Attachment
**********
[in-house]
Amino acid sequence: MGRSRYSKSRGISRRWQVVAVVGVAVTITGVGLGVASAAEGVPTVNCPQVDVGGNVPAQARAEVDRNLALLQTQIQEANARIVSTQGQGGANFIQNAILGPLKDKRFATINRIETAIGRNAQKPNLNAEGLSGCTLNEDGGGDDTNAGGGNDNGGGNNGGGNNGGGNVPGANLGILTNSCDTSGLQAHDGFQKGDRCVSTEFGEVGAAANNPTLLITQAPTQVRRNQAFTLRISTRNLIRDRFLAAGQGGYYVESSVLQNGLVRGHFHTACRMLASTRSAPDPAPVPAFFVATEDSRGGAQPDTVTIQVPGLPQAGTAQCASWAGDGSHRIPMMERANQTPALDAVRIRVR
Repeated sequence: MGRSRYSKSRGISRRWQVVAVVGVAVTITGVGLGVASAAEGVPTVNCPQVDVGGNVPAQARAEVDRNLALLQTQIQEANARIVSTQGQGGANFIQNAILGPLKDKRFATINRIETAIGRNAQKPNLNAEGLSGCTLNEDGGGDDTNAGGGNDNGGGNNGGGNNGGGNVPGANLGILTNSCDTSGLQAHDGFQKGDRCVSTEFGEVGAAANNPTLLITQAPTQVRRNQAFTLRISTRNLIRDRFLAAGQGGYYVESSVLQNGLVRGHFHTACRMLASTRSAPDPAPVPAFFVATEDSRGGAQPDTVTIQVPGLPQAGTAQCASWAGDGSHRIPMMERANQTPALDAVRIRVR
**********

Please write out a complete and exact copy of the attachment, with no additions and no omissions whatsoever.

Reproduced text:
[in-house]
Amino acid sequence: MGRSRYSKSRGISRRWQVVAVVGVAVTITGVGLGVASAAEGVPTVNCPQVDVGGNVPAQARAEVDRNLALLQTQIQEANARIVSTQGQGGANFIQNAILGPLKDKRFATINRIETAIGRNAQKPNLNAEGLSGCTLNEDGGGDDTNAGGGNDNGGGNNGGGNNGGGNVPGANLGILTNSCDTSGLQAHDGFQKGDRCVSTEFGEVGAAANNPTLLITQAPTQVRRNQAFTLRISTRNLIRDRFLAAGQGGYYVESSVLQNGLVRGHFHTACRMLASTRSAPDPAPVPAFFVATEDSRGGAQPDTVTIQVPGLPQAGTAQCASWAGDGSHRIPMMERANQTPALDAVRIRVR
Repeated sequence: MGRSRYSKSRGISRRWQVVAVVGVAVTITGVGLGVASAAEGVPTVNCPQVDVGGNVPAQARAEVDRNLALLQTQIQEANARIVSTQGQGGANFIQNAILGPLKDKRFATINRIETAIGRNAQKPNLNAEGLSGCTLNEDGGGDDTNAGGGNDNGGGNNGGGNNGGGNVPGANLGILTNSCDTSGLQAHDGFQKGDRCVSTEFGEVGAAANNPTLLITQAPTQVRRNQAFTLRISTRNLIRDRFLAAGQGGYYVESSVLQNGLVRGHFHTACRMLASTRSAPDPAPVPAFFVATEDSRGGAQPDTVTIQVPGLPQAGTAQCASWAGDGSHRIPMMERANQTPALDAVRIRVR